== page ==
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Final Notes on Edinburgh + More U.K. News You Missed Last Week

Final Notes on Edinburgh + More U.K. News You Missed Last Week
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Hello and welcome to the Backstage round up of the most important news from across the industry. With the Edinburgh Festival closing it’s metaphorical doors after another bumper year, we’ll be checking in with one producer who thinks more needs to be done to look after performers there. We’ll also be looking at the stars backing a new scheme to provide free places at British drama schools and those calling attention to the ‘politically motivated’ arrest of Russia’s leading theatre and film director. But first, there’s news from the London Film Festival.

Not enough women in Venice, too many in new “Lord of the Flies”.
Just a day after the Venice Film Festival was criticised for not reflecting the work of women in the film industry, the London Film Festival has been praised for doing just that. In total, 242 films will be shown in the city-wide festival, 60 of which come from female filmmakers. Clare Stewart, director of the LFF, said, “strong women is obviously still a key focus for us” as she opened the programme of screenings featuring tennis drama “Battle of the Sexes” starring Emma Stone as Billie Jean King and co-directed by Valerie Faris alongside political satire “The Party” by British writer and director Sally Potter. Lynne Ramsay’s “You Were Never Really Here”, starring Joaquin Phoenix, is also being shown, proving that the thriller is not a just man’s game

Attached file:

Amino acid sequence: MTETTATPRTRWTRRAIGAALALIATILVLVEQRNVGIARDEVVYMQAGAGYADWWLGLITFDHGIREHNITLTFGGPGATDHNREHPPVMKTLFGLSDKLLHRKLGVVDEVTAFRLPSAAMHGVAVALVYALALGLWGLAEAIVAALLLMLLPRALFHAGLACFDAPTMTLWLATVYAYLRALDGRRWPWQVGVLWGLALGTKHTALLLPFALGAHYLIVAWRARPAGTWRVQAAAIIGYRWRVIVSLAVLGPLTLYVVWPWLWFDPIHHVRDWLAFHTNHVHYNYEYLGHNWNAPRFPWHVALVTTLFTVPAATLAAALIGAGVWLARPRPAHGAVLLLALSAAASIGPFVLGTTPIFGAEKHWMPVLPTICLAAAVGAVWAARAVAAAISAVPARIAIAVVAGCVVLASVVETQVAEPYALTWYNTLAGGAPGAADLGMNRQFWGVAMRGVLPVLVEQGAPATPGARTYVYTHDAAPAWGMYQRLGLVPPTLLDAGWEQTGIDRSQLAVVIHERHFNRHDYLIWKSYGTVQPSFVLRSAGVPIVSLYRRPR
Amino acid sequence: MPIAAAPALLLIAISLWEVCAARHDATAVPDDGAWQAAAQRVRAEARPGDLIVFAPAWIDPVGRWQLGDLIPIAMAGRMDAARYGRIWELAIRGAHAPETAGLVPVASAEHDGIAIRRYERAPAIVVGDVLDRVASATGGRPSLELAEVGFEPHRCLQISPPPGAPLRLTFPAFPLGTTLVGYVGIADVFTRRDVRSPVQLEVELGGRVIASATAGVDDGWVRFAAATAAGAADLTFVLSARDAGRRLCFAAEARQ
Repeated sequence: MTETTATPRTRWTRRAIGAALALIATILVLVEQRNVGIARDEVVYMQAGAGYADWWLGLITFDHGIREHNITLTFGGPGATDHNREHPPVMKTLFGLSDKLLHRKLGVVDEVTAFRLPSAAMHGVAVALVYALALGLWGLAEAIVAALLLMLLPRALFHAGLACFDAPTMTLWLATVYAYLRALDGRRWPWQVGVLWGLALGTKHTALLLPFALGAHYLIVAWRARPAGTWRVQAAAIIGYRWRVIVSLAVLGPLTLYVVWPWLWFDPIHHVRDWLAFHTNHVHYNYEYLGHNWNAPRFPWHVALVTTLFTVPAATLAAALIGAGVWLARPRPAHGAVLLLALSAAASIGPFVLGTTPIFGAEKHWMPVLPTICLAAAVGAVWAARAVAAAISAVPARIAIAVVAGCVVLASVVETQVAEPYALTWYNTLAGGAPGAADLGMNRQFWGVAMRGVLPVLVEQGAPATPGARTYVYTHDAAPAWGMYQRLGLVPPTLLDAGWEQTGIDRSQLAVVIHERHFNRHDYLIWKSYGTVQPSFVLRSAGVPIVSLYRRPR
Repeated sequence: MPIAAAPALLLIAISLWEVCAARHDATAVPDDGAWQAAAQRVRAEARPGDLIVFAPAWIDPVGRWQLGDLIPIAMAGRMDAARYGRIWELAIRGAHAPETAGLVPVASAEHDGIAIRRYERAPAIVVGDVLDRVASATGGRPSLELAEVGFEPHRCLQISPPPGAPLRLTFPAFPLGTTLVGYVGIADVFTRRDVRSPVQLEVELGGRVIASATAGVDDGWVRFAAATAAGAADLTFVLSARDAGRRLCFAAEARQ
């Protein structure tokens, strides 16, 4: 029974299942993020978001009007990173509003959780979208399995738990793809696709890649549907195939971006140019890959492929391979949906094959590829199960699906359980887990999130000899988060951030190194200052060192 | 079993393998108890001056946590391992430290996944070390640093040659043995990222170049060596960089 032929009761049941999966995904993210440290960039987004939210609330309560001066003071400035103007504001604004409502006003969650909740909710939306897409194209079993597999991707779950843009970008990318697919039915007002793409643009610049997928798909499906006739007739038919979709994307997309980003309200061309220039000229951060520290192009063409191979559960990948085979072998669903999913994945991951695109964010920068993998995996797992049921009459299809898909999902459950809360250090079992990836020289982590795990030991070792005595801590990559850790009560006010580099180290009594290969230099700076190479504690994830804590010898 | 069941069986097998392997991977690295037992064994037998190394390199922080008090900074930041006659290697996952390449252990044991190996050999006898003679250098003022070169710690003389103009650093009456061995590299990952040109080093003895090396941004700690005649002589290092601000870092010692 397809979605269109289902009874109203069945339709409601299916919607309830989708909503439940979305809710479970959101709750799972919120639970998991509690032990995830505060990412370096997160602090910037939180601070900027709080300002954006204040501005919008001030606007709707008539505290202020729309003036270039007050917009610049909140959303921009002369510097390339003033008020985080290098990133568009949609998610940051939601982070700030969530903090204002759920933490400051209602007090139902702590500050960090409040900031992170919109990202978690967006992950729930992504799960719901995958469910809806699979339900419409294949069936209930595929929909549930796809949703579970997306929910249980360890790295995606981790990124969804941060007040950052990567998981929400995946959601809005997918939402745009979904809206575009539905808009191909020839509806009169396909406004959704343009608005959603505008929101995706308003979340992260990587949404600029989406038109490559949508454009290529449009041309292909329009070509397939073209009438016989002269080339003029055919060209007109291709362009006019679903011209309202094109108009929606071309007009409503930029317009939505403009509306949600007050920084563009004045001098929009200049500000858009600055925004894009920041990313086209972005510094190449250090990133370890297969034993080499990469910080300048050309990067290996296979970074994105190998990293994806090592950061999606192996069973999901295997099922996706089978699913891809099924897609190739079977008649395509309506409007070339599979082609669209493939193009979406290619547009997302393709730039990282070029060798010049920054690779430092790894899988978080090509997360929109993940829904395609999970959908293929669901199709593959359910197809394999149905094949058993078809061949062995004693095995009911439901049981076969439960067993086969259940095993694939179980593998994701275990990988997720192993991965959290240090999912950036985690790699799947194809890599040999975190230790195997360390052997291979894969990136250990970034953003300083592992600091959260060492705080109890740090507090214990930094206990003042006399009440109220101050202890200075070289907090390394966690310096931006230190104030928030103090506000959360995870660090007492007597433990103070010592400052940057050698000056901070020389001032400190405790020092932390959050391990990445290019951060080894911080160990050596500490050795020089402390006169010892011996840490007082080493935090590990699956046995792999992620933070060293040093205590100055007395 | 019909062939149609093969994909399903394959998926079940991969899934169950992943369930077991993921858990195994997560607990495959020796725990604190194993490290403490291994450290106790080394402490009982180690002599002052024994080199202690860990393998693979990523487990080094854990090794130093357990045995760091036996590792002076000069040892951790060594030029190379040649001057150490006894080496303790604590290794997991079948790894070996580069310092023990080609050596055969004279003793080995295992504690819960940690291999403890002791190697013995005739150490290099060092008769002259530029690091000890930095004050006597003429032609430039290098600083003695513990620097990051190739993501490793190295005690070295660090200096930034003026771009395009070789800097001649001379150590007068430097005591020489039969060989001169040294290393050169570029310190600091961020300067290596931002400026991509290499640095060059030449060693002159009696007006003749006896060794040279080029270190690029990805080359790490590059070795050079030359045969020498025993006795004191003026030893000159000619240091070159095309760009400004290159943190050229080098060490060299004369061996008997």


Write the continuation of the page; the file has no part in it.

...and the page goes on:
Talking of blokes, Deadline revealed that a new adaptation of William Golding’s landmark postwar novel “Lord of the Flies” will reverse the genders, becoming an all-girl affair. The Guardian noted the furore on twitter over the choice that makers Scott McGehee and David Siegel hoped would help audiences “see the story anew” and “[break] away from some of the conventions, the ways we think of boys and aggression”. 

After the party...
The 70th Edinburgh Festival Fringe came to an end last week. For some, it will have been a euphoric month. The show they poured hours of unpaid work into, self-produced on a tiny budget and lugged up to the Scottish capital in several wheelie suitcases will have struck a chord with audiences, critics and programmers alike. Others will have seen their work rounded on by a horde of critics and watched jealously as audiences queued for someone else’s show whilst they had to cancel performances due to lack of ticket sales. The Fringe is a tough place; success is not always about quality and failure can be as mentally punishing as it is financially.

Richard Jordan’s eloquent call to arms to the Fringe Society asks how better they can prepare performers for the “brutal experience” of a month in Edinburgh. He says, “It can cause an unenviable pressure upon some of its participants, especially if they have personally invested thousands to put their work on....The Fringe Society needs to help minimise the issues of participants who may feel alone, disheartened, vulnerable and in debt when the show is over”. Jordan rightly suggests that if mental health and well-being has become one of the big issues in the wider industry then it’s vital to look after performers in the high-octane environment of the Fringe. Read the full article here.

Riz Ahmed, Emilia Clarke and more back plan for free drama schooling.
A new organisation has been created to support people from low-income backgrounds to gain access to drama school. Open Door, supported by the Arts Council and led by actor and director David Mumeni, aims to promote better access to often-expensive London drama schools by running one-to-one sessions and workshops with leading industry professionals, as well as free theatre tickets and advice for funding and bursaries.